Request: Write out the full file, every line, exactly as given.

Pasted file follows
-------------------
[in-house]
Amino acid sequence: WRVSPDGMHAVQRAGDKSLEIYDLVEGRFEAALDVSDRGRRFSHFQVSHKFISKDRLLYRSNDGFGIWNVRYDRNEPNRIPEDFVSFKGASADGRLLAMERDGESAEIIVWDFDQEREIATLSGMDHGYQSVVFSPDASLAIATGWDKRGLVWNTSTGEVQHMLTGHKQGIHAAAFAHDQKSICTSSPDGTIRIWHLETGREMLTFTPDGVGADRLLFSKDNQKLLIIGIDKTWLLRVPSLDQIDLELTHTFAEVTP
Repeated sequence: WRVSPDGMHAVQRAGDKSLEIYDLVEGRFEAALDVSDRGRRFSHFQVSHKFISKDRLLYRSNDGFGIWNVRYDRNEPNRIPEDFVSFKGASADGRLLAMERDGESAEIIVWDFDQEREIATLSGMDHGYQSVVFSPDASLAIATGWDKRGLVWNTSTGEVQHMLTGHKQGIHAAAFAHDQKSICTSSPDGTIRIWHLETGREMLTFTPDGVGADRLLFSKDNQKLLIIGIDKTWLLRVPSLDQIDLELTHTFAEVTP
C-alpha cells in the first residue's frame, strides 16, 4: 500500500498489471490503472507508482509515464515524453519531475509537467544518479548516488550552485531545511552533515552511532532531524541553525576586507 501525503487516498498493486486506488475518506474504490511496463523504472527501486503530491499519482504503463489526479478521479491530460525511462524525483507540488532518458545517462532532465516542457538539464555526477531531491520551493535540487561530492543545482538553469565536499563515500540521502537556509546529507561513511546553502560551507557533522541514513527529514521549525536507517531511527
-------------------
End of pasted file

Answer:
[in-house]
Amino acid sequence: WRVSPDGMHAVQRAGDKSLEIYDLVEGRFEAALDVSDRGRRFSHFQVSHKFISKDRLLYRSNDGFGIWNVRYDRNEPNRIPEDFVSFKGASADGRLLAMERDGESAEIIVWDFDQEREIATLSGMDHGYQSVVFSPDASLAIATGWDKRGLVWNTSTGEVQHMLTGHKQGIHAAAFAHDQKSICTSSPDGTIRIWHLETGREMLTFTPDGVGADRLLFSKDNQKLLIIGIDKTWLLRVPSLDQIDLELTHTFAEVTP
Repeated sequence: WRVSPDGMHAVQRAGDKSLEIYDLVEGRFEAALDVSDRGRRFSHFQVSHKFISKDRLLYRSNDGFGIWNVRYDRNEPNRIPEDFVSFKGASADGRLLAMERDGESAEIIVWDFDQEREIATLSGMDHGYQSVVFSPDASLAIATGWDKRGLVWNTSTGEVQHMLTGHKQGIHAAAFAHDQKSICTSSPDGTIRIWHLETGREMLTFTPDGVGADRLLFSKDNQKLLIIGIDKTWLLRVPSLDQIDLELTHTFAEVTP
C-alpha cells in the first residue's frame, strides 16, 4: 500500500498489471490503472507508482509515464515524453519531475509537467544518479548516488550552485531545511552533515552511532532531524541553525576586507 501525503487516498498493486486506488475518506474504490511496463523504472527501486503530491499519482504503463489526479478521479491530460525511462524525483507540488532518458545517462532532465516542457538539464555526477531531491520551493535540487561530492543545482538553469565536499563515500540521502537556509546529507561513511546553502560551507557533522541514513527529514521549525536507517531511527